Relishing a political victory, President Barack Obama said Tuesday that Congress "did the right thing" by extending payroll tax cuts for millions of Americans. He urged lawmakers to push forward on more measures, from assistance to struggling homeowners to increased taxes on the wealthy, saying the looming election was no excuse for inaction in Washington.
Larry Downing / Reuters
President Obama speaks about the importance of the passage by Congress of the extension of the payroll tax cut and unemployment insurance.
"Don't stop here. Keep going,'" Obama said during a White House event marking the passage of the tax cuts.
"Keep taking the action that people are calling for to keep this economy growing. This may be an election year, but the American people have no patience for gridlock," he said.
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Obama was celebrating a tax cut that is already in place, but due to expire at month's end. He said the extension of the tax cut for the rest of the year will have a spillover effect: More people will spend money and more businesses in turn will be prodded to hire workers, and so "the entire economy" gets a boost.
Congress overwhelmingly passed the $143 billion measure on Friday. The bill extends both a 2 percentage point reduction in the tax that funds Social Security and extends jobless benefits for the long-term unemployed. The measure also averts a big cut in the reimbursements doctors get for treating Medicare patients.
But Tuesday's event was not a bill-signing because the bill is not yet in Obama's hands. Not knowing when the legislation will come down from Capitol Hill, the White House decided to go ahead and hold its event now, while the victory is still fresh in people's minds. No major event is planned for the actual bill-signing.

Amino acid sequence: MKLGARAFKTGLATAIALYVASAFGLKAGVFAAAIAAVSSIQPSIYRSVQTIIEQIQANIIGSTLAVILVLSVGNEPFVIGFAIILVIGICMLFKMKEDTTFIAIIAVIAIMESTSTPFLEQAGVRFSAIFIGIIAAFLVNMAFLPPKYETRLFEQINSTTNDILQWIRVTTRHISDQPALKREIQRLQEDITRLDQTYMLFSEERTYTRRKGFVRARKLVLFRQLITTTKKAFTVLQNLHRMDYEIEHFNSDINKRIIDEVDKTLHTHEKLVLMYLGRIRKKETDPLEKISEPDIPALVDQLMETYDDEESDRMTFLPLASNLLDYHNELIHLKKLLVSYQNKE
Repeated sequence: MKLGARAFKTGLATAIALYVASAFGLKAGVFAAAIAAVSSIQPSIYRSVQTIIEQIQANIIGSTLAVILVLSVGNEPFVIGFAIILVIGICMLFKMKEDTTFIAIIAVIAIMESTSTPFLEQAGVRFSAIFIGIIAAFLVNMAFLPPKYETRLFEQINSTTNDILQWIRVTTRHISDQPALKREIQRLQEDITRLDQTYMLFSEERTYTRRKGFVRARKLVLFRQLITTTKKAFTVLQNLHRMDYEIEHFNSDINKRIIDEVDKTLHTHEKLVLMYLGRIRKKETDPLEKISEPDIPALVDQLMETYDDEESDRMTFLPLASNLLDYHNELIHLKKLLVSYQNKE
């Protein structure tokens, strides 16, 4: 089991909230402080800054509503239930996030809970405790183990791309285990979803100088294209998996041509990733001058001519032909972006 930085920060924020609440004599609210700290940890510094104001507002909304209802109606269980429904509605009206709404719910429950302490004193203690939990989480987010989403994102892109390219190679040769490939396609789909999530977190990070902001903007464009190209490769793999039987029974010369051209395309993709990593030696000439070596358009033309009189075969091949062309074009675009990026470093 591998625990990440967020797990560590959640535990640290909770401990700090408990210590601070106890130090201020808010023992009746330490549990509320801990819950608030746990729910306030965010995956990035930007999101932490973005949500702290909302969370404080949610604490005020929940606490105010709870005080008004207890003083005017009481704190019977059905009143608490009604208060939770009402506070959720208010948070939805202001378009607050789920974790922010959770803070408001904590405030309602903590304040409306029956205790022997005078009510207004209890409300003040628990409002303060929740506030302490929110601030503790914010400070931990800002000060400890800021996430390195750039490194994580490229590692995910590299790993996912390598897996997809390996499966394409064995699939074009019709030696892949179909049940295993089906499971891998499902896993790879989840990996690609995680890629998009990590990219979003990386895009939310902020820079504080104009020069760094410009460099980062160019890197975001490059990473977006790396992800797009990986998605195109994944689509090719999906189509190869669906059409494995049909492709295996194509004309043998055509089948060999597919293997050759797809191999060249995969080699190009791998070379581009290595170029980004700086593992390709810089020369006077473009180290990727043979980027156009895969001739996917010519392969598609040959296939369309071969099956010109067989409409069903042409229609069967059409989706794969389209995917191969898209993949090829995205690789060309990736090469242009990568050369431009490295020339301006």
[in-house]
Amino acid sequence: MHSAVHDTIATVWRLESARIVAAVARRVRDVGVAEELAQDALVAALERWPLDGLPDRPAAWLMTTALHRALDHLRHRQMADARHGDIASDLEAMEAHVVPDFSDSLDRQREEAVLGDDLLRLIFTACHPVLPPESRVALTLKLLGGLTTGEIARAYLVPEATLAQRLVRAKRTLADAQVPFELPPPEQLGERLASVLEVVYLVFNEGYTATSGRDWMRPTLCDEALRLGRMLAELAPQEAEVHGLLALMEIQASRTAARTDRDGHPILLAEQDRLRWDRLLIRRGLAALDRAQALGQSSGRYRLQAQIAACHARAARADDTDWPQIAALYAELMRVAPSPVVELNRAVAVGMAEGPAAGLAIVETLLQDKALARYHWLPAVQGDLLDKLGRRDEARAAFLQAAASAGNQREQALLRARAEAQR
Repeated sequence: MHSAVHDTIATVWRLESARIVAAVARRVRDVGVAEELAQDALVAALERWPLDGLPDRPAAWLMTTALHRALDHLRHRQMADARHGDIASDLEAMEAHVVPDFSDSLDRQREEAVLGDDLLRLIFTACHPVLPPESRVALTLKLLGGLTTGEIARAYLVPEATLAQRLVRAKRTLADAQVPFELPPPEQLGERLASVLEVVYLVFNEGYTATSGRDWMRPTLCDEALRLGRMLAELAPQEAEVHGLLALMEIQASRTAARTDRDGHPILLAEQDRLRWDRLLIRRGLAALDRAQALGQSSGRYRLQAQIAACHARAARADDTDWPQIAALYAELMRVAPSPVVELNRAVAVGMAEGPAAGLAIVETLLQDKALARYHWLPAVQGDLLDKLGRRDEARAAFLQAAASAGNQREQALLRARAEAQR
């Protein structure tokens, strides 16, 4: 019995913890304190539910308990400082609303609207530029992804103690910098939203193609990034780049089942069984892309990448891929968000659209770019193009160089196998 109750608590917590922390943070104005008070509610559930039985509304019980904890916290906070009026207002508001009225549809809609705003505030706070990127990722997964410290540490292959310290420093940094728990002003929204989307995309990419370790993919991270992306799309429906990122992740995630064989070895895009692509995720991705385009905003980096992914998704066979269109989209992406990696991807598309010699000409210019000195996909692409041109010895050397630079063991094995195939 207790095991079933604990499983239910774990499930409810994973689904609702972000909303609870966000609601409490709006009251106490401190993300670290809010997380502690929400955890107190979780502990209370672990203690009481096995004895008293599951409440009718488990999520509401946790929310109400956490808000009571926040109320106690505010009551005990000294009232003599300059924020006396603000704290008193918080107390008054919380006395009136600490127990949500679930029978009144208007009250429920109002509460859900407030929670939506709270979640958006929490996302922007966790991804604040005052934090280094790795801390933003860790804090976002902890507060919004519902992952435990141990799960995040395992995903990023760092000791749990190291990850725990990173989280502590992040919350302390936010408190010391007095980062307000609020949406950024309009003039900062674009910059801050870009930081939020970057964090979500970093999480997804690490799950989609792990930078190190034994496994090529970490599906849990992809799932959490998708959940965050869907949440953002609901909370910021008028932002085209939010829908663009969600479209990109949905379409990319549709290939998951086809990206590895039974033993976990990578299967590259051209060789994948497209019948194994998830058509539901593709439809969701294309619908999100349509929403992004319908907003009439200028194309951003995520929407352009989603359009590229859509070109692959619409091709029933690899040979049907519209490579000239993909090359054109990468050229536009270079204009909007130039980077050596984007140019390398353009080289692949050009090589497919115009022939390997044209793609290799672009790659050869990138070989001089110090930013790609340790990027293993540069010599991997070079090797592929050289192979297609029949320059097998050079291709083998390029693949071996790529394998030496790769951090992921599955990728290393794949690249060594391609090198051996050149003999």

The payroll tax cut was a centerpiece of the jobs plan Obama unveiled last year — and of a re-election strategy that seeks to cast his GOP foes as protectors of the rich out of touch with the worries of working families.
Obama never mentioned that a real driver of the deal Congress approved Friday was the political fallout on Republicans if they didn't give ground. Having endured a debacle in December, when they were seen as holding up the tax cut before caving, Republicans this time went along, and without demanding that the cost be paid for, either.
The White House said the average family would have lost $40 per paycheck had the tax cut not been extended. Throughout the payroll tax debate, the White House encouraged people to write in on social networking sites about how losing that money would affect their lives.
Several members of the public who submitted their thoughts were invited to join Obama at events promoting the tax cuts, including his remarks Tuesday.
"This got done because of you," Obama said. "Because you called, you emailed, you tweeted your representatives and you demanded action. You made it clear that you wanted to see some common sense in Washington."
White House officials have called the payroll tax cut the last "must-do" legislation Obama has to work with Congress on ahead of the November presidential election. Still, Obama made a push Tuesday for several other priorities outlined in his jobs bill and last month's State of the Union address, including legislation to assist small business owners and struggling homeowners.
Obama earlier this month proposed a vast expansion of government assistance to homeowners that would make lower lending rates a possibility for millions of borrowers who have not been able to get out from under burdensome mortgages. The proposal has special resonance in election battlegrounds such as Nevada and Florida that have faced record foreclosures.
Obama wants Congress to pass legislation that would make it easier for more borrowers to refinance their loans, creating a new program through the Federal Housing Administration that would have the government assume the risk for the new mortgages. The proposal faces a difficult path in Congress.
Obama also said he wants Congress to pass the so-called Buffett rule, which seeks to ensure that people making more than $1 million a year pay at least 30 percent of their incomes in taxes.